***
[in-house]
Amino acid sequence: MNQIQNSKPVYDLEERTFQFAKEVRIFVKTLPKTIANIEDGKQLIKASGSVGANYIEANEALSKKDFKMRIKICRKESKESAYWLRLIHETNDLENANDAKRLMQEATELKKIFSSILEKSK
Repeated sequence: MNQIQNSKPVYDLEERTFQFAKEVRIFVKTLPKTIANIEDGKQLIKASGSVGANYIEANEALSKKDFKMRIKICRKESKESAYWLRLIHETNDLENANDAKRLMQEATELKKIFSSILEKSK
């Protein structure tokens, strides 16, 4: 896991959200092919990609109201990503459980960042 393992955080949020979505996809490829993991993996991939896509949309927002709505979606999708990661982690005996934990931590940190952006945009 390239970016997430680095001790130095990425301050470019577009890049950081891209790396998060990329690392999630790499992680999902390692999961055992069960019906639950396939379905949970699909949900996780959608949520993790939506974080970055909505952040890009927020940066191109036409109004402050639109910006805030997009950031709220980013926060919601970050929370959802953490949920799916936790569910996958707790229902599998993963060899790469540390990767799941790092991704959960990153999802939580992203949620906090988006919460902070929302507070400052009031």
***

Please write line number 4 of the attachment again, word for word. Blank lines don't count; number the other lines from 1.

């Protein structure tokens, strides 16, 4: 896991959200092919990609109201990503459980960042 393992955080949020979505996809490829993991993996991939896509949309927002709505979606999708990661982690005996934990931590940190952006945009 390239970016997430680095001790130095990425301050470019577009890049950081891209790396998060990329690392999630790499992680999902390692999961055992069960019906639950396939379905949970699909949900996780959608949520993790939506974080970055909505952040890009927020940066191109036409109004402050639109910006805030997009950031709220980013926060919601970050929370959802953490949920799916936790569910996958707790229902599998993963060899790469540390990767799941790092991704959960990153999802939580992203949620906090988006919460902070929302507070400052009031």